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Epson EX7240 Pro Portable Projector Review - Picture Quality

Posted on December 7, 2015 by Art Feierman
Epson EX7240 Pro Projector - Picture Quality:  Image Quality, Text Readability, Video Quality

Image Quality

The above gallery photos are screen shots of our standard test image.  These photos only provide an approximation of how the projected images appeared.

In the brightest mode (called “Dynamic” - 1st gallery photo) the whites had an overall green-yellow tint, especially in the brighter image elements.  I found the greens also were shifted a little toward yellow.  The yellows were shifted a little toward green resulting in mid-level greens and yellows appearing too close to being the same color.  In this mode the reds and blues were a too dark as compared to the greens and overall the image did not have well balanced colors.  I noted there were "white crush" present in Dynamic mode and I had to lower the projector's contrast adjustment to correct this, which did reduce the overall image brightness a little.  Frequently the brightest mode on a projector has such poor quality that it’s of little value except in the rare cases where every last bit of light output is needed to overcome room lighting.  In the case of the EX7240 Pro, its dynamic mode was actually not nearly as bad as with some other projectors.  I felt that it could prove useful for business presentations where room lighting cannot be easily controlled and color accuracy is not very important.  However, there are some still fairly bright color modes offered by this projector that offer more accurate colors.

The EX7240 Pro offers a “Presentation” color mode that is just a little less bright than the “Dynamic” mode and offers just slightly more accurate colors, so the comments above generally apply to this mode as well.  The main difference seems to the factory default settings for Dynamic mode result in crushed whites unless the projector's contrast control is reduced significantly.  With the Presentation mode there were still curshed whites, but the Contrast control required less adjustment to correct the white level.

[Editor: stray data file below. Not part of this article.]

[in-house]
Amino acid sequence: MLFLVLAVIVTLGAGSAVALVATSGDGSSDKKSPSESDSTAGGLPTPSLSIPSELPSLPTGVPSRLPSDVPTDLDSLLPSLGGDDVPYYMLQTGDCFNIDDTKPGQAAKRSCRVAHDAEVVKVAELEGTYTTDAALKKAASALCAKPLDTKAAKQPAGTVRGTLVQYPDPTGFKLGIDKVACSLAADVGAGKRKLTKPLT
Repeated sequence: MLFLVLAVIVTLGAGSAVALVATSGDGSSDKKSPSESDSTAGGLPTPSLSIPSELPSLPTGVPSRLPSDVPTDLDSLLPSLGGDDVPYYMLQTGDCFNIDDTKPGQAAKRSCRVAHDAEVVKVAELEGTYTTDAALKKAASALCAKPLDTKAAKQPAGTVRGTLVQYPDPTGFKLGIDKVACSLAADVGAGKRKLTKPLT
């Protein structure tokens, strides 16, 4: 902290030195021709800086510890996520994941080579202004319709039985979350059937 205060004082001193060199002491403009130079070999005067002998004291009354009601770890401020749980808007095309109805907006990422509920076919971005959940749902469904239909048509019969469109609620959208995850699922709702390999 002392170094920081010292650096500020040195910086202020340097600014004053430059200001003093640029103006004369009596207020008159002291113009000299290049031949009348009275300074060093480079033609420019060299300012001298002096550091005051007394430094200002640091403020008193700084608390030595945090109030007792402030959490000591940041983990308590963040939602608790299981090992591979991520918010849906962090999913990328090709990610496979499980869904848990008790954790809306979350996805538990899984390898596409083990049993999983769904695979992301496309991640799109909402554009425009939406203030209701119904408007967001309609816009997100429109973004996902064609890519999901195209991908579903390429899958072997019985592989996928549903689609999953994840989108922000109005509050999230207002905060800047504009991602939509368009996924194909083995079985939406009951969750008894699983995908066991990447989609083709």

The “Cinema” color mode provides a fairly good overall color balance with the out-of-the-box settings.  While the green colors tends to be shifted a little toward yellow, and the blues appeared too dark compared to the reds and greens, generally the colors appeared reasonably accurate.
The “sRGB” mode is intended for use with a computer as the input signal source.  I found this color mode to project an image on the “warm” side, tending to have a darker blues than greens and blues.  Overall the color accuracy for “sRGB” mode edged out Cinema mode as the most accurate out of the box color mode.  However, either of these modes could be adjusted with the available color temperature adjustments to produce an fairly accurate image.

“Blackboard” mode with any projector is not intended to produce accurate colors when projected onto a white screen, as I used for my testing.  Since I did not have the intended surface to project the image onto, I could not properly evaluate how the colors would appear for the intended application of this mode.  I did note that when viewed on a white surface, blackboard mode with the EX7240 Pro did not show near a much color shift as I have seen with the blackboard mode on many other projectors.

Text Readability

The EX7240 Pro's image resolution and text clarity is very good.  This model has 1280 x 800 (WXGA) native resolution, which is becoming popular for mid-level business projectors, and the EX7240 Pro's lens performance allows this projector to take full advantage of the projector's native resolution.  Even 8-point text was easy to read for both black text on a white background and for white text on a black background.   When my attached laptop PC was set to the projector’s native WXGA resolution (as shown in the photos above) the text readability was very good.